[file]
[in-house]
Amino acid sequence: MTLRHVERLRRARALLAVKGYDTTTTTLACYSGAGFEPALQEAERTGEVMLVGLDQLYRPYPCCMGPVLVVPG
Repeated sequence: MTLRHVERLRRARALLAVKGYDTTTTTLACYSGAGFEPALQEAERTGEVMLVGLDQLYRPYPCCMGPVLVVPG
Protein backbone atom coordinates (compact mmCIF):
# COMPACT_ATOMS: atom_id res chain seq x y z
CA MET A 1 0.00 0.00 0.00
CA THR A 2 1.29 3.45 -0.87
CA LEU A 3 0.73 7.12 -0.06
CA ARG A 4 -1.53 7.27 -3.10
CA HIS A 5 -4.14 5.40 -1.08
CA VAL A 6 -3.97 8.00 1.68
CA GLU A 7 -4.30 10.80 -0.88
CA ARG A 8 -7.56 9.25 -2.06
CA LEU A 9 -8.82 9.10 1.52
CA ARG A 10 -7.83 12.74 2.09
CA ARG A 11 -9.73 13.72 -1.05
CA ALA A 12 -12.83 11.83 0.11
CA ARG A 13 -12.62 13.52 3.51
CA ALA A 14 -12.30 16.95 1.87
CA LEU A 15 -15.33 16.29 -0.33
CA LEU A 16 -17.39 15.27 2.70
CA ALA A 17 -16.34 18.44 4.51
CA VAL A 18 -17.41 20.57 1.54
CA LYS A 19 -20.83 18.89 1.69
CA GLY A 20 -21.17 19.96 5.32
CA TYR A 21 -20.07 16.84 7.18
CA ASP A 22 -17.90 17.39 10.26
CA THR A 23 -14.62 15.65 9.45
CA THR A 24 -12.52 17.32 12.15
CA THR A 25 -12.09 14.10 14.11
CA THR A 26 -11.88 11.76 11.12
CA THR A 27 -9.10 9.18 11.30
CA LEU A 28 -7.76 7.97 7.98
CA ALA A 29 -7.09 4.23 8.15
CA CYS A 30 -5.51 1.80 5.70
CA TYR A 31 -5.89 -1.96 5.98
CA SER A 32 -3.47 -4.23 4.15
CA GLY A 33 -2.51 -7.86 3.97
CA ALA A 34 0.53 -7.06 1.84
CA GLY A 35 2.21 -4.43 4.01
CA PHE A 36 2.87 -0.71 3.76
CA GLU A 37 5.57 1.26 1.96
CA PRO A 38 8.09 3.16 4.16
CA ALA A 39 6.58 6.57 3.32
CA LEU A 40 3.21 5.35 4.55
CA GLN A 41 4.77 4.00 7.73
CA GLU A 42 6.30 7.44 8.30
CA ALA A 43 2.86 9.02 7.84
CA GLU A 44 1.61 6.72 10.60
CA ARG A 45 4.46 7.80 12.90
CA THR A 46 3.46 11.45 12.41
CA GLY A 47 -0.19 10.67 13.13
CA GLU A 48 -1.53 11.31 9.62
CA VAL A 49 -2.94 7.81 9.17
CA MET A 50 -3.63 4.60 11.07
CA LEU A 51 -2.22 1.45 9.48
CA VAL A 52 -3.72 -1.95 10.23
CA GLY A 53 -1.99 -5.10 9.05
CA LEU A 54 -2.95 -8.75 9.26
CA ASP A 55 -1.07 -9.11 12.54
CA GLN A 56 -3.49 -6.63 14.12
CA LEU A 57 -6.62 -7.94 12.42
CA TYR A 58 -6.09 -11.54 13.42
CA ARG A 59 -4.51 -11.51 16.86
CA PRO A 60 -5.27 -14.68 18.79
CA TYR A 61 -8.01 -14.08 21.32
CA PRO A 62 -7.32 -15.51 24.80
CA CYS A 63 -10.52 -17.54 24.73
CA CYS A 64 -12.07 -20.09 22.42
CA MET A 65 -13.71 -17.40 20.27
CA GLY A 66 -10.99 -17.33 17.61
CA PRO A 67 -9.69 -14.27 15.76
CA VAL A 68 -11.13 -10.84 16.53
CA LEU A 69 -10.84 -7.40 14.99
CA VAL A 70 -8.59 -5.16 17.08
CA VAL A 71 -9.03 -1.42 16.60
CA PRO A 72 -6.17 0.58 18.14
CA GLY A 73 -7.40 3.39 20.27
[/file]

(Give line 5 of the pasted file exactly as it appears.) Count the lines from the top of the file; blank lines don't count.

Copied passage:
# COMPACT_ATOMS: atom_id res chain seq x y z